The Tree (short story)
|Author||H. P. Lovecraft|
|Published in||The Tryout|
"The Tree" is a macabre short story by American horror fiction writer H. P. Lovecraft. It was written in 1920, and published in October 1921 in The Tryout. Set in ancient Greece, the story concerns two sculptors who accept a commission with ironic consequences.
Lovecraft wrote "The Tree" early in his career. He was dismissive of the story in a 1936 letter. It was one that, he said, "if typed on good stock make excellent shelf-paper, but little else." The assessment of Lovecraft authority S. T. Joshi was that although the story "may be a trifle obvious… it is an effective display of Lovecraft's skill in handling a historical setting."
On a slope of Mount Maenalus in Arcadia is an olive grove that grows around a marble tomb and the ruin of an old villa. There, one gigantic tree resembles a frighteningly distorted man, and the roots of the tree have shifted the blocks of the tomb.
The narrator explains that the beekeeper who lives next door told him a story about the tree: Two renowned sculptors, Kalos and Musides, lived in the colonnaded villa, which was "resplendent" in its day. Both men created works that were widely known and celebrated. They were devoted friends, but different in disposition: Musides enjoyed the nightlife, while Kalos preferred the quiet of the olive grove. It was there he was said to receive his inspiration.
One day, emissaries from "the Tyrant of Syracuse" ask the sculptors each to create a statue of Tyché (Greek: τύχη, lit. 'fortune; fate'). The statue, they are told, must be "of great size and cunning workmanship", since it is to be "a wonder of nations and a goal of travellers." The most beautiful statue will be erected in the Tyrant's city, Syracuse. Kalos and Musides accept the commission. Secretly, the Tyrant expects the sculptors not only to compete but to cooperate, resulting in statuary that will be truly magnificent.
The work proceeds, and although Musides is still social and active, he seems morose—apparently because Kalos has fallen ill. Despite Kalos' weakened state, his visitors detect in him a serenity that contrasts Musides' dismay. Despite the efforts of his doctors and his friend Musides, Kalos weakens. When Kalos' death seems imminent, Musides weeps and promises to carve for him an elaborate marble sepulchre. Kalos asks that one twig each from two specific olive trees in the grove be buried near his head. Soon after, Kalos dies in the olive grove.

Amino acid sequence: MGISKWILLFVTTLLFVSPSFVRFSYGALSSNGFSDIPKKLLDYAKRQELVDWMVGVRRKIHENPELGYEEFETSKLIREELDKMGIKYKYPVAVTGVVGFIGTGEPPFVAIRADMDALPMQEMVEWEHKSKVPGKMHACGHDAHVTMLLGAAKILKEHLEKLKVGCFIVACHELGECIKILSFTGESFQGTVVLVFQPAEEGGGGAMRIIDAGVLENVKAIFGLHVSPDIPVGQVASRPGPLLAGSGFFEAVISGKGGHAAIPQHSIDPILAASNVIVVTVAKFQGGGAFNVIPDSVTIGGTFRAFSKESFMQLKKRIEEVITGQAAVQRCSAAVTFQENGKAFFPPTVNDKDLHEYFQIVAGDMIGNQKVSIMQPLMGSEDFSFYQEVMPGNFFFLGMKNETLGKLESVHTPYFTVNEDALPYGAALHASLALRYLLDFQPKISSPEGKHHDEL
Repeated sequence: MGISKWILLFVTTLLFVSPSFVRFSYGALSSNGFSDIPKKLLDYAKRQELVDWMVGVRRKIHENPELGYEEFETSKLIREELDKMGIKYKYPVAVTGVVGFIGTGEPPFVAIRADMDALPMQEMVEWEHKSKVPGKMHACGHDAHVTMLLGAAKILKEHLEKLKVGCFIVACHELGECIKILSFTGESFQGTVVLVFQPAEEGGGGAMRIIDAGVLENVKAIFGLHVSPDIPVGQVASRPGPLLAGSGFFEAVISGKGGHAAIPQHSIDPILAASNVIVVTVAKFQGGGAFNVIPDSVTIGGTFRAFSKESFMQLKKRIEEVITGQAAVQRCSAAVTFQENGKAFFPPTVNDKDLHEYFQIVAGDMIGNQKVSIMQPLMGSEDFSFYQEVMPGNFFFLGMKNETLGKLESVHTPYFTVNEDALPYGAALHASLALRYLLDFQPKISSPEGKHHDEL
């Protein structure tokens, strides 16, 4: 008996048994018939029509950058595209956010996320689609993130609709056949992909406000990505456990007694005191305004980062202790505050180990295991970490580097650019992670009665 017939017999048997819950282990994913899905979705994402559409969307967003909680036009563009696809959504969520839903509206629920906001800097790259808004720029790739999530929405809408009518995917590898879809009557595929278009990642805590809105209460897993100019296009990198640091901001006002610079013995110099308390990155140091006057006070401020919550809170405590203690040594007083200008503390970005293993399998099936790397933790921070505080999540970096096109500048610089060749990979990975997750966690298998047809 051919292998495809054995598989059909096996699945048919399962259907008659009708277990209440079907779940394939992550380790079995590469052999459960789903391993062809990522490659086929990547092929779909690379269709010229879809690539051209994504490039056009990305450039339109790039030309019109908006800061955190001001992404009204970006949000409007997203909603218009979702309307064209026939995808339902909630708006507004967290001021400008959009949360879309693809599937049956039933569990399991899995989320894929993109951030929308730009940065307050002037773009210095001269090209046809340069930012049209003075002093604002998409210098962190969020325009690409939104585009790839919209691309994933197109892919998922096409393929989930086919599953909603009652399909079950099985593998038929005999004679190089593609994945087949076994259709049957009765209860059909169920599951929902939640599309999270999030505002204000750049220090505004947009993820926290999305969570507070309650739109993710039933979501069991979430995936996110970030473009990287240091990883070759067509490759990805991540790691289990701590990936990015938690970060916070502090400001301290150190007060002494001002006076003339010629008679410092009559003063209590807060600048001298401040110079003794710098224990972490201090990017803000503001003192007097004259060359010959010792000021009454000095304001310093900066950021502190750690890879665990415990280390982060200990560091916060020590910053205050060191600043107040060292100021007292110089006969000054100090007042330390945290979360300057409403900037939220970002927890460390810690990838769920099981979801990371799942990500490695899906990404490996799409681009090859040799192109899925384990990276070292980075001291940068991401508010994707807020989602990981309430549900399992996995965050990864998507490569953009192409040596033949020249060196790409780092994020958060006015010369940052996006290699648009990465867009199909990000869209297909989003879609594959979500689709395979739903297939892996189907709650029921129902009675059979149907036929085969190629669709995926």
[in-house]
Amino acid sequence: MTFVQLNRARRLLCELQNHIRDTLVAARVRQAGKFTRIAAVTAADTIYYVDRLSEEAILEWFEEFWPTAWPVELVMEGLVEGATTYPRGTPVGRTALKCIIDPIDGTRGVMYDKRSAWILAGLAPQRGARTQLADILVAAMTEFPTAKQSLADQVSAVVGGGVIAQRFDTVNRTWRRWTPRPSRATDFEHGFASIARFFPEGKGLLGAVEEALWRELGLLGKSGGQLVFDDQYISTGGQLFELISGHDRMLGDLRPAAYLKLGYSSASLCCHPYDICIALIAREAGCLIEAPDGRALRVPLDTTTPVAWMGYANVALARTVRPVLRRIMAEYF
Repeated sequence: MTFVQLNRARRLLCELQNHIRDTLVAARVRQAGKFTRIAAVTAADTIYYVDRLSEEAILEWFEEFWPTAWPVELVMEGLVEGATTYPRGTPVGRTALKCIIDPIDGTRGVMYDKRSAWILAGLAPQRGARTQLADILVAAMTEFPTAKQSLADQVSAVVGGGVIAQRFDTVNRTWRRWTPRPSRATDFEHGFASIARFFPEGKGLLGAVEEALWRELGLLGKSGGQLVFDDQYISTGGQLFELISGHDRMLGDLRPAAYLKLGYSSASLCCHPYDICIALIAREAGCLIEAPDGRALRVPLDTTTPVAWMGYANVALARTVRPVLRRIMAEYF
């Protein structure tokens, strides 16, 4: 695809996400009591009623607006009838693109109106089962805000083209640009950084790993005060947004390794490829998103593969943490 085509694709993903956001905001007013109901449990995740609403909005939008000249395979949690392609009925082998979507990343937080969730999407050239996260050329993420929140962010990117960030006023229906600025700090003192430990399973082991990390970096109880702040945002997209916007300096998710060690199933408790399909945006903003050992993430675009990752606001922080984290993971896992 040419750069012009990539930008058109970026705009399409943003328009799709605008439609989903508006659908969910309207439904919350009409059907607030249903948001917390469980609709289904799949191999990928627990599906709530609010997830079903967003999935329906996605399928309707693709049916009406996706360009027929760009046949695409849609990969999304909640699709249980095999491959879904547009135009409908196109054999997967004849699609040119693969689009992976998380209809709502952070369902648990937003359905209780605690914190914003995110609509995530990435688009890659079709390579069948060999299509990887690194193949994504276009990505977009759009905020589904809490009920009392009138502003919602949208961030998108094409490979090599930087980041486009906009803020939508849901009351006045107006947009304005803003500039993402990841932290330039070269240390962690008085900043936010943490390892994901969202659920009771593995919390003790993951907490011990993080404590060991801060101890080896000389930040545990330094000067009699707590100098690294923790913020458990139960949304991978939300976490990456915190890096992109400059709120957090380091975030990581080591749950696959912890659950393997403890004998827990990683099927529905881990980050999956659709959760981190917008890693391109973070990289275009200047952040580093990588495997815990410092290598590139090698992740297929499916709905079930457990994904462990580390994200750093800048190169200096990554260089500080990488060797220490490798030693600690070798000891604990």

Musides builds the tomb and buries the olive twigs. From the burial place of the twigs an enormous olive tree grows at an incredible rate. An especially large branch hangs over the villa and Musides' statue. Three years later, Musides' work on the statue is complete. The Tyrant's agents arrive, then head to town to stay the night. That evening, a windstorm whips down the mountain. When the Tyrant's people return to the villa the next morning, they find it utterly destroyed; the great tree branch has fallen, and Musides' statue has been crushed into unrecognizable pieces. Musides himself is nowhere to be found.
The end of the story recalls the Latin aphorism that precedes the text: "Fata viam invenient" ("fate will find a way").
- "The Tree". The Tryout. Vol. 7 no. 7. October 1921. pp. 3–10.
- "Dagon and Other Macabre Tales" (WWW). HP Lovecraft.com. June 19, 2005. Retrieved March 14, 2008.
- Joshi, S. T. (2013). "Lovecraft's 'Dunsanian Studies'". In S. T. Joshi (ed.). Critical Essays on Lord Dunsany. Scarecrow Press. ISBN 0-81089-234-0.CS1 maint: Extra text: editors list (link)
- Lovecraft, Howard P. (1986) . "The Tree". In S. T. Joshi (ed.). Dagon and Other Macabre Tales (9th corrected printing ed.). Sauk City, WI: Arkham House. ISBN 0-87054-039-4.CS1 maint: Extra text: editors list (link) Definitive version.